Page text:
"When times are tough, we can defer credit card, car loan, mortgage, line of credit, and utility bill payments. What we cannot defer is our period."
For joni, our period equity partner Let it Flow is a hometown hero located in Victoria, BC. Launched in 2021, LIF has already made a big impact within the community to not only raise awareness about period poverty but to fight it as well through an annual donation drive.
"Periods are the one expense you cannot defer," says founder Dominque Koffel who has worked closely with her project partner Sharlet Koniczek to set up donation stations across the city. Even 100.3 The Q! The Island's Rock got involved to "spread the word, take the pledge, and join the conversation to end period poverty."
We sat down with Dominque to learn about the backstory of Let it Flow and it's the perfect story of the impact one person can make.
What is Let it Flow's mission, and how did you get started?
The Let It Flow (LIF) mission is to give the gift of necessity—because no one should miss out on anything in their lives because they have their period.
I launched this project coming from a place of ignorance.
I was driving home from work one day—listening to CBC—and they were speaking on the topic of period poverty and how Scotland had just become the first country to make period products free and accessible to anyone and everyone. It was a moment where my heart sunk and sang all at once.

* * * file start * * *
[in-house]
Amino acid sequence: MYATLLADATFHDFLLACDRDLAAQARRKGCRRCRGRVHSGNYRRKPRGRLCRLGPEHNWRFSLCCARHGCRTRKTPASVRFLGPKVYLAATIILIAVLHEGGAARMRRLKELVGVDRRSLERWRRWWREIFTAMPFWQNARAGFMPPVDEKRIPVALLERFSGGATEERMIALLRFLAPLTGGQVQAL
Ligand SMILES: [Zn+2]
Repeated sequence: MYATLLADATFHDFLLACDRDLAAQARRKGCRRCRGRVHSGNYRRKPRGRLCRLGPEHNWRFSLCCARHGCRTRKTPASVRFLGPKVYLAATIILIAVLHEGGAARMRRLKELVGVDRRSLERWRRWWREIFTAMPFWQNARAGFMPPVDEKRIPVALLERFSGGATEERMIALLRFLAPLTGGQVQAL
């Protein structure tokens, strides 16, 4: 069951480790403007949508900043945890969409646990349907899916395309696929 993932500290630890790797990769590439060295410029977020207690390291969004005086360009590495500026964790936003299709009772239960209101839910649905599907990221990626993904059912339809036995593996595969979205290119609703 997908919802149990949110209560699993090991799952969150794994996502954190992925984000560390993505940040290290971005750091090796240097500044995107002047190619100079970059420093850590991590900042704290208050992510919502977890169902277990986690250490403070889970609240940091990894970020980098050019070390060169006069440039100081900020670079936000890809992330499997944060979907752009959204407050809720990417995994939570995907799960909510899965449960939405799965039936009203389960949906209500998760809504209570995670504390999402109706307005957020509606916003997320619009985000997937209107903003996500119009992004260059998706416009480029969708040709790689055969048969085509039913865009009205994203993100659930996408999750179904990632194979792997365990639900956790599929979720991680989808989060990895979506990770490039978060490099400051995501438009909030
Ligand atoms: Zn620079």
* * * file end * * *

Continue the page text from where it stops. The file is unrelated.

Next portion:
My heart sunk….
I felt smacked with privilege and embarrassment. How (being a person who has menstruated for 30+ years) did it not occur to me that not everyone has access to period products? Something I take for granted each month.
I instantly thought of the non-binary, intersex, and trans communities. Someone who doesn't identify as female—but has their biological alarm clock remind them otherwise monthly. Add not having access to products, and that equals an enormous monthly stressor.
I thought of all the life events missed. Each month, people are faced with putting food on the table or buying period products. People forgo job interviews, school graduation, dates, hangouts—just life!
I thought of the health risks involved in improvised products that can cause infection with long-term ramifications.
My heart sang…
Scotland's initiative ignited something in me. I thought to myself, "I can do something to raise awareness!"
I then proceeded to do...nothing about it for a year. The world took a nosedive and it slipped off my radar. Fast forward to summer 2021, and I am chatting to a great friend of mine, Sharlet Koniczek; I shared my aspirations to do something—anything—about period poverty. She was instantly on board and we set the wheels in motion.
What do you do to bring your mission to life?
So much embarrassment over here!
Invigorated by the idea to do a period product drive, I bounced my idea off friends and family and found it easy to chat about. However, I quickly realized that cold calling/emailing people and organizations to ask to collaborate, help spread the word, host drop-off events, collect donations, and so forth was another thing!
I wanted to get two donation recipients and two drop-off event locations solidified right away. Easy right? Well, I was shocked at how flustered and embarrassed I was at relaying my vision, but I was also shocked that people were instantly on board and passionate about being involved. Swiftly my embarrassment shifted to confidence. With every vote of support, donation, personal story, and community connection came the solidification that LIF could make an impact.